I don’t usually post personal things, but it’s coming on the first anniversary of my mom’s death and I’m feeling sentimental.
I’ve been stuck in my next novel for about a week, trying to find my way through. Today, while driving my Daughter Clementine home from soccer practice, she asked me how I was doing. I don’t typically talk about my work with my kids, but this time, I told her that I was stuck and worried, because I know the sequel to Good Neighbors needs to be as good or better for my career to gain traction, but I can’t find the thing about it that I love anymore. And if you don’t love a thing and enjoy doing it, the finished product is never as good as it should be. She asked me about the plot, and I told her the distilled version, realizing right then, the problem in the book. I needed to cut out everything extraneous and shoot straight. In two minutes, my daughter had helped me solve my problem.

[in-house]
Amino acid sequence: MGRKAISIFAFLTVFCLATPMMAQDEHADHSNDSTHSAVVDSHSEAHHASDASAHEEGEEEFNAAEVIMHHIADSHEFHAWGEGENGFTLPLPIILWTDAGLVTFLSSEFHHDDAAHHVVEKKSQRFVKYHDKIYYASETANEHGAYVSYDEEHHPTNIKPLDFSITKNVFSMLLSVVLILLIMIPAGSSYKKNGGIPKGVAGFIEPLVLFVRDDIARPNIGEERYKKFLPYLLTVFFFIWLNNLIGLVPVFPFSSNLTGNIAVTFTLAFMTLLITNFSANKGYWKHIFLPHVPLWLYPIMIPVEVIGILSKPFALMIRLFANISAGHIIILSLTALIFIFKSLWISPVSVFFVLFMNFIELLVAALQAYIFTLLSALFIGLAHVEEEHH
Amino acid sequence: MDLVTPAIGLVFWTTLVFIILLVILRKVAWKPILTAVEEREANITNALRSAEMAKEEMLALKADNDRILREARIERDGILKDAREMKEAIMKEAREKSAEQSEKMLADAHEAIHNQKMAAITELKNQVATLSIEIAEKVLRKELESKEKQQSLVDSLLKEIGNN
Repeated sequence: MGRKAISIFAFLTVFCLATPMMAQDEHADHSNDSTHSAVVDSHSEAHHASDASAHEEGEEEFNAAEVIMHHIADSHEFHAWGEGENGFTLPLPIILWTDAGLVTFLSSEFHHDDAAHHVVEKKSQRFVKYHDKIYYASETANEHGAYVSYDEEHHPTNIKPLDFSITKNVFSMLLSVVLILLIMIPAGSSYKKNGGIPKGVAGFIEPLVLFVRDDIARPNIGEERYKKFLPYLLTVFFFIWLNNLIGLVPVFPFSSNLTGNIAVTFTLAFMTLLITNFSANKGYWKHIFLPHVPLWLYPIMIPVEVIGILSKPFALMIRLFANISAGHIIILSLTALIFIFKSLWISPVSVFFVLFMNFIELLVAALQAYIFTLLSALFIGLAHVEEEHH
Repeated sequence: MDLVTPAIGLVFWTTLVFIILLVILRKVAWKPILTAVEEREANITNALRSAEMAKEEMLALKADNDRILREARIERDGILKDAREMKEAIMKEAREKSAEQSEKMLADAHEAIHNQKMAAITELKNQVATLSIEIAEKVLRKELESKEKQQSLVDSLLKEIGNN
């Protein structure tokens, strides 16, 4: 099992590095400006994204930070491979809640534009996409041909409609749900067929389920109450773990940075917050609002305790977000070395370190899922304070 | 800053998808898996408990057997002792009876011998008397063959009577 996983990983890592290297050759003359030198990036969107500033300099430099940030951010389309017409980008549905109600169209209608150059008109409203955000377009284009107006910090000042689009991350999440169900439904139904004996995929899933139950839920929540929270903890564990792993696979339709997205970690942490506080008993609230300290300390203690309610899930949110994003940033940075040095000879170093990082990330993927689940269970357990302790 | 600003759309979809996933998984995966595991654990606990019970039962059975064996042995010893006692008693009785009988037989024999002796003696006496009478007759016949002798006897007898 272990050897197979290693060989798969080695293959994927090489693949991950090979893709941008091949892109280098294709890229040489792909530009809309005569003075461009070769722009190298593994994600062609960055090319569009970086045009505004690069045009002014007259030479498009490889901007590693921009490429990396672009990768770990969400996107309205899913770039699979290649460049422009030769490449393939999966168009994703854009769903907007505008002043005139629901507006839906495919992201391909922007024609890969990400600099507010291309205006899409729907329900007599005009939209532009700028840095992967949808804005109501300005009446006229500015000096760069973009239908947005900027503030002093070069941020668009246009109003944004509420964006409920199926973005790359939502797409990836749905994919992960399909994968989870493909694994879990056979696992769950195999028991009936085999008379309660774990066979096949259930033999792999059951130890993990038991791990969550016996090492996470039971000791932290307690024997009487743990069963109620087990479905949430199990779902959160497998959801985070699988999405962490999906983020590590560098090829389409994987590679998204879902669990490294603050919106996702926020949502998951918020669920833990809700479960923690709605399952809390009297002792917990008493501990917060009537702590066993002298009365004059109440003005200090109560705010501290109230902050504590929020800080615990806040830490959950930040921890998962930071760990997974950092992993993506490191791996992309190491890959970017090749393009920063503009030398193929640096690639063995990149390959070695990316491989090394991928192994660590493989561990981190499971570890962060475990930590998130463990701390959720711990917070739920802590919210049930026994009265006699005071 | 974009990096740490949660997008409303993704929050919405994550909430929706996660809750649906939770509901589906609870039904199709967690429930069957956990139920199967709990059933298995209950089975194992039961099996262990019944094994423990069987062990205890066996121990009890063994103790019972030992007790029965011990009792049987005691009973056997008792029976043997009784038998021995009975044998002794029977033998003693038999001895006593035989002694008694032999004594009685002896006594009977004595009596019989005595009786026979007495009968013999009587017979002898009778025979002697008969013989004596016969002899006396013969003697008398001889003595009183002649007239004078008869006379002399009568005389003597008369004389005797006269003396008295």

I told her this, and she suggested that I share more about my work in the future. That she likes my plots and likes hearing about them. I told her that I’ve avoided talking about my work with her and with her little sister. Because I spend so much of my life writing with my door closed, I have been worried that if I also talk about my writing, they’ll think it’s more important to me than they are. It is not. She told me that it’s my life. It’s me, and I should be sharing that.
I cannot express how touching this was.
When I first got pregnant, my parents were concerned that I’d give up writing. I’ve been known, if you’ve ever met me, to grouse about motherhood and its demands; the unfairness of this patriarchal system. In truth, having kids did set me back, career-wise. But it also changed me and made me a better person. It made me a much better writer.
I don’t know what I’d be without these girls. I just adore them.